A major goal of the program is to leverage PWD’s investments through a variety of public and private partnerships to maximize program benefits. PWD has employed creative strategies to work with other city agencies such as PPR.
“The partnership between PWD and PPR marks a new level of inter-agency cooperation,” says Deputy Mayor and PPR Commissioner Mike DiBerardinis. “Investing in stormwater management has been a win-win for both agencies; it has allowed PPR to capitalize on and improve the condition of our most abundant resource — public land.”
PWD prioritizes projects on public lands, which serve as ideal sites for stormwater management due to ease in acquisition of use, cost-share opportunities and community support. Another key focus has been on the development of innovative yet repeatable designs, as well as decision frameworks usable by involved parties.
An important strategy in creating acreage for GSI implementation is the PPR Green2015 Plan. The main goal of Green2015 is to add 500 acres of new, publicly accessible, green space to the city by 2015. Top opportunity sites for new parks are underutilized public land such as vacant lots, schoolyards and recreation centers in neighborhoods that have little to no access to green space. In serving to both catch stormwater and provide recreation amenities, Green2015 is a catalyst for PPR, PWD and the Trust for Public Land to strategically plan and pilot innovative neighborhood-scale projects that can be replicated.
The first of many Green2015 projects to come that target new open space in underserved areas of the city, Ingersoll Commons will transform a city-owned vacant lot in lower North Philadelphia into a 10-unit affordable housing development and a new city park. All 10 units will face the park, away from their legal street frontage, allowing for a focus on security and increased activity at the park. The park features rain gardens to collect and infiltrate runoff from the site and adjacent blocks. PWD, PPR and the Department of Public Property have partnered with affordable housing developer Community Ventures on this opportunity to create a model of sustainable redevelopment.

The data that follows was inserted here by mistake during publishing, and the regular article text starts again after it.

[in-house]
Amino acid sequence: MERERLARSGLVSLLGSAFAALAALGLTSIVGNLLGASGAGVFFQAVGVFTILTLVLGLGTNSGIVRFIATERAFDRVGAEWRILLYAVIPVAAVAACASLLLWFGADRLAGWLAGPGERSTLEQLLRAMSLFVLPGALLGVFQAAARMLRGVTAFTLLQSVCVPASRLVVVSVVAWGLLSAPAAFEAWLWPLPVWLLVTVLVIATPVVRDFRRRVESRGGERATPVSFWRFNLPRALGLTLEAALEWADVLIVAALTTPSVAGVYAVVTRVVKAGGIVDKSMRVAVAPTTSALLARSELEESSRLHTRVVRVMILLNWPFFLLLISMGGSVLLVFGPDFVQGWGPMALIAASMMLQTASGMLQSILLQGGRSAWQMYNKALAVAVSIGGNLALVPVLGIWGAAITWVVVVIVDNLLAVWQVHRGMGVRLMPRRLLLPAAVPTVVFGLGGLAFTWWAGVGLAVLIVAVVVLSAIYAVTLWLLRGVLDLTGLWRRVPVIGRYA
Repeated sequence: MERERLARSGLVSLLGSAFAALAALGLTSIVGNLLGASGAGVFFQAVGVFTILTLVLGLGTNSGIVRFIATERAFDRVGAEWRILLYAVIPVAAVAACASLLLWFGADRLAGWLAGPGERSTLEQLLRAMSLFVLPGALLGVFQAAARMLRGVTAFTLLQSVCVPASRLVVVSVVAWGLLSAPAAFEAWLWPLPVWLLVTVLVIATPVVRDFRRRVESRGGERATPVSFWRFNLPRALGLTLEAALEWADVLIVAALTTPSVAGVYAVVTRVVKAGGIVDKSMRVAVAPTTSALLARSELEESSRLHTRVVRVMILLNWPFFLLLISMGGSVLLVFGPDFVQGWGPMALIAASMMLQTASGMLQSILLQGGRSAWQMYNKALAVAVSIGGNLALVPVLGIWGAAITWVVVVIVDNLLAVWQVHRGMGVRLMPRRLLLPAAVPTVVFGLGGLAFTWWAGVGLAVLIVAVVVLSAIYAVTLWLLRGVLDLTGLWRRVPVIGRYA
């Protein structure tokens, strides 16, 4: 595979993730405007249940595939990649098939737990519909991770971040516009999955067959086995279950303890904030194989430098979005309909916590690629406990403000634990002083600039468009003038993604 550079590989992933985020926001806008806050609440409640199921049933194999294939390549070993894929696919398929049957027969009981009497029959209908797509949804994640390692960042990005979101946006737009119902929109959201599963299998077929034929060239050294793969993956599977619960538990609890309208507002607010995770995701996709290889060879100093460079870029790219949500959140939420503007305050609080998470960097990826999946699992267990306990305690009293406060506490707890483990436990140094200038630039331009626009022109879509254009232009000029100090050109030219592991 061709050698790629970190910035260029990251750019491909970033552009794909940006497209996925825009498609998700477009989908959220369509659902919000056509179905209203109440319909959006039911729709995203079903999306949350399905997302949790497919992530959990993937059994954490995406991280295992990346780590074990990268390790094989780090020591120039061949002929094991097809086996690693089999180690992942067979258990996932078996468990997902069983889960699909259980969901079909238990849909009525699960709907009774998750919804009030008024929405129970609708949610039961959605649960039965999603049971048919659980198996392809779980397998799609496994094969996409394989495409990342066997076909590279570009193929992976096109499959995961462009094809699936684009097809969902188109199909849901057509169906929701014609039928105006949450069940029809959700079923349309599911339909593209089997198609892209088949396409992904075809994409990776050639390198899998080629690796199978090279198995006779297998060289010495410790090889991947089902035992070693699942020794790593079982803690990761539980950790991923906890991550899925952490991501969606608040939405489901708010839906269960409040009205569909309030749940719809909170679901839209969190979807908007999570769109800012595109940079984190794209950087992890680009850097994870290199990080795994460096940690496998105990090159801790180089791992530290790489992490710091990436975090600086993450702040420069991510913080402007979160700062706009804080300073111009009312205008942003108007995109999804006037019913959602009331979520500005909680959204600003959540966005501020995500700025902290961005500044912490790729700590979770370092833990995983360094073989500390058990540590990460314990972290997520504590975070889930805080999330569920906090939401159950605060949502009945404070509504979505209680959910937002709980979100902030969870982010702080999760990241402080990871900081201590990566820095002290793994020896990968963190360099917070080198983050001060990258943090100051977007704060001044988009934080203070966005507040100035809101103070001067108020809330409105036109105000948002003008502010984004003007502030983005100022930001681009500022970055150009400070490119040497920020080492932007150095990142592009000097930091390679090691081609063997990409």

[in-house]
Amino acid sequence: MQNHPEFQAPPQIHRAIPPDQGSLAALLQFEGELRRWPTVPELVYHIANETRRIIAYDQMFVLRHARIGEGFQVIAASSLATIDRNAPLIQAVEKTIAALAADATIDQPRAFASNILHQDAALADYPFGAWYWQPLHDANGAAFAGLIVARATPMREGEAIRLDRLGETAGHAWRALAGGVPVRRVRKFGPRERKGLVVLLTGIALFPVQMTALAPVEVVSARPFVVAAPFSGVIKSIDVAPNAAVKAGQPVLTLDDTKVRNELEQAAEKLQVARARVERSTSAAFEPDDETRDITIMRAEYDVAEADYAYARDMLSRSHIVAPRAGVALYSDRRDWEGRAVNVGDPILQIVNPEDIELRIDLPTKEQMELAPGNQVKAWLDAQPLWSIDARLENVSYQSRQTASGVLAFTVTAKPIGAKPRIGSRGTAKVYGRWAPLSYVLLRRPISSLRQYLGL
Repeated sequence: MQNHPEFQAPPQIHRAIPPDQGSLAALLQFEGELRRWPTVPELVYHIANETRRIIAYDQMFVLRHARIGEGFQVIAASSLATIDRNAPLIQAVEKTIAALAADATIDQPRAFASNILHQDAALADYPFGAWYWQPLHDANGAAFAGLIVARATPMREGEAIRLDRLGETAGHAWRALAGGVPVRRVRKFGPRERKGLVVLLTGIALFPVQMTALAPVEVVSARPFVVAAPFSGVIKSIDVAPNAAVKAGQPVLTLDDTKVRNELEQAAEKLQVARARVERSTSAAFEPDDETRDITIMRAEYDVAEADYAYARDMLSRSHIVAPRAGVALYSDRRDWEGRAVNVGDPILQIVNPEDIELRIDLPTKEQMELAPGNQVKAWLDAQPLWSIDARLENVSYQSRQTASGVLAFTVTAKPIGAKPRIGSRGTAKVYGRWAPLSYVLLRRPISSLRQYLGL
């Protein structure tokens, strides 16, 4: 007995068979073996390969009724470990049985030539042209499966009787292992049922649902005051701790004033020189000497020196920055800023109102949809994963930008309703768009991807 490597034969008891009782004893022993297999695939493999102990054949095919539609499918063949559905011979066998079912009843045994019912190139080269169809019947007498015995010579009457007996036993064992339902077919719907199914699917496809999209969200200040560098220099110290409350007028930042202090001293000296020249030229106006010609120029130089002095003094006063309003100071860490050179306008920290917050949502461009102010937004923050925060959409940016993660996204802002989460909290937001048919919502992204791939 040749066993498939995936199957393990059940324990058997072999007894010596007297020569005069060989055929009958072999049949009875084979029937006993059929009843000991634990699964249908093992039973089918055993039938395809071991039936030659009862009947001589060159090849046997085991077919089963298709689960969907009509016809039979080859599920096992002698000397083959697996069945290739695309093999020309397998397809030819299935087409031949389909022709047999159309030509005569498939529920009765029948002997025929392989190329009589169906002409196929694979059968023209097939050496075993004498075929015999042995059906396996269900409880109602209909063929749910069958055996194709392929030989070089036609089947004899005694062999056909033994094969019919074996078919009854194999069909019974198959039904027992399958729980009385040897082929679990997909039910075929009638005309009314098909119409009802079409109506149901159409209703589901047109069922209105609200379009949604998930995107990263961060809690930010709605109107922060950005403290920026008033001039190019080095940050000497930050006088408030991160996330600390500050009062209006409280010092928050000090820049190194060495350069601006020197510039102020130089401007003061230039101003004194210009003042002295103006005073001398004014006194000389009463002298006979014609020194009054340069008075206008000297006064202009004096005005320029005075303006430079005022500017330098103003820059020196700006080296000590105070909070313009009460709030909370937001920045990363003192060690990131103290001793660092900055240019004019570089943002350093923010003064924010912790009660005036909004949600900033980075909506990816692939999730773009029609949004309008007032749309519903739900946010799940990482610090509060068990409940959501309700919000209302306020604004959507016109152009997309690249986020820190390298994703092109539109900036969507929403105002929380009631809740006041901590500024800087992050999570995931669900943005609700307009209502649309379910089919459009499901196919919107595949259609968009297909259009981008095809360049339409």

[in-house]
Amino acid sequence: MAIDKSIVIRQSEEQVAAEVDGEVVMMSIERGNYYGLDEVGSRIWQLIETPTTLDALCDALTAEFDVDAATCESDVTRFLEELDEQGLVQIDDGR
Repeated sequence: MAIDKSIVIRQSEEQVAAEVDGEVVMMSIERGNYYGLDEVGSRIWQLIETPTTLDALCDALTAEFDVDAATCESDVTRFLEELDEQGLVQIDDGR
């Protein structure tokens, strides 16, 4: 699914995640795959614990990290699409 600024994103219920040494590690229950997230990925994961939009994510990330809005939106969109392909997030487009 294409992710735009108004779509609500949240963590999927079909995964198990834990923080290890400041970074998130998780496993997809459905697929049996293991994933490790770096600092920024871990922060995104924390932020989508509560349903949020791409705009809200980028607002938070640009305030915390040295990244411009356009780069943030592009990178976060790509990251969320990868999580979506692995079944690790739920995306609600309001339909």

Shissler Recreation Center, once a cinder field and most recently a vacant grass field, has been transformed through a joint initiative among PWD, PPR, the Mural Arts Program, the Pennsylvania Horticultural Society and the New Kensington Community Development Corporation. The Shissler site was originally a railroad yard, an emblem of Kensington’s role as an industrial center. Today, the site features a turf recreation field and a spraypark. New stormwater tree trenches and bioinfiltration basins manage onsite runoff and runoff diverted from adjacent streets and sidewalks.
Finally, a one-acre stormwater wetland, constructed on a parcel of historic Fairmount Park known as Saylor Grove, treats an estimated 70 million gallons of urban stormwater per year before it is discharged into the Monoshone Creek. The Monoshone Creek is a tributary of the Wissahickon Creek, a source of drinking water for the City of Philadelphia. In treating stormwater runoff, the wetland improves source water quality and minimizes the impacts of storm-related flows on the aquatic and structural integrity of the nearby river ecosystem. This project, a partnership among PWD, PPR, the Pennsylvania Department of Environmental Protection, Center in the Park and Wissahickon Restoration Volunteers, is a highly visible urban GSI retrofit.
Philadelphia believes that its Green City, Clean Waters plan can serve as a model for other cities interested in implementing GSI. By mimicking the natural water cycle and addressing stormwater as a holistic resource, the city will become a more desirable place to live, work and play.Amy Liu is a city planner with the Philadelphia Water Department. For more information, contact Mark Focht at PPR.